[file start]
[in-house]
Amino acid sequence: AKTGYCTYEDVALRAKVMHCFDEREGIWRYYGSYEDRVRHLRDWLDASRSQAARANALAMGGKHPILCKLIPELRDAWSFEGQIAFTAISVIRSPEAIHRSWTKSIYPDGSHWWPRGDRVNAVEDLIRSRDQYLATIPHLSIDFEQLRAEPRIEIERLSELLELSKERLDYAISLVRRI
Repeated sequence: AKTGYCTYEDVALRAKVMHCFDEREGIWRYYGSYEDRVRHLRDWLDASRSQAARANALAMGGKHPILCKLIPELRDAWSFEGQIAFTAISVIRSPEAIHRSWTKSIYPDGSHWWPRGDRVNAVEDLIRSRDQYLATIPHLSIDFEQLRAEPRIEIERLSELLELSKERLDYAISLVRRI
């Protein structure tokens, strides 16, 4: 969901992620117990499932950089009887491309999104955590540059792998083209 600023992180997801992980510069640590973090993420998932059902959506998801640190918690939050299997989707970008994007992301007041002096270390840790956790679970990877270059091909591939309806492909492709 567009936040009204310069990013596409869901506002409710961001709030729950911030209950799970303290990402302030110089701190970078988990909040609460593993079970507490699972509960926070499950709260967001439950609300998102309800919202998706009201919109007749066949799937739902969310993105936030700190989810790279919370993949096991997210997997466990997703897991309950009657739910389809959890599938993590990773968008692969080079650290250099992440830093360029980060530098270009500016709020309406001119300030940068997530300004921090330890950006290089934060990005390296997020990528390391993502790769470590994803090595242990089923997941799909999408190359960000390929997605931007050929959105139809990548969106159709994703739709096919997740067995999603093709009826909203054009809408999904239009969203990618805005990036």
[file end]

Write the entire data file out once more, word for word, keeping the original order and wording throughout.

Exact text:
[in-house]
Amino acid sequence: AKTGYCTYEDVALRAKVMHCFDEREGIWRYYGSYEDRVRHLRDWLDASRSQAARANALAMGGKHPILCKLIPELRDAWSFEGQIAFTAISVIRSPEAIHRSWTKSIYPDGSHWWPRGDRVNAVEDLIRSRDQYLATIPHLSIDFEQLRAEPRIEIERLSELLELSKERLDYAISLVRRI
Repeated sequence: AKTGYCTYEDVALRAKVMHCFDEREGIWRYYGSYEDRVRHLRDWLDASRSQAARANALAMGGKHPILCKLIPELRDAWSFEGQIAFTAISVIRSPEAIHRSWTKSIYPDGSHWWPRGDRVNAVEDLIRSRDQYLATIPHLSIDFEQLRAEPRIEIERLSELLELSKERLDYAISLVRRI
């Protein structure tokens, strides 16, 4: 969901992620117990499932950089009887491309999104955590540059792998083209 600023992180997801992980510069640590973090993420998932059902959506998801640190918690939050299997989707970008994007992301007041002096270390840790956790679970990877270059091909591939309806492909492709 567009936040009204310069990013596409869901506002409710961001709030729950911030209950799970303290990402302030110089701190970078988990909040609460593993079970507490699972509960926070499950709260967001439950609300998102309800919202998706009201919109007749066949799937739902969310993105936030700190989810790279919370993949096991997210997997466990997703897991309950009657739910389809959890599938993590990773968008692969080079650290250099992440830093360029980060530098270009500016709020309406001119300030940068997530300004921090330890950006290089934060990005390296997020990528390391993502790769470590994803090595242990089923997941799909999408190359960000390929997605931007050929959105139809990548969106159709994703739709096919997740067995999603093709009826909203054009809408999904239009969203990618805005990036």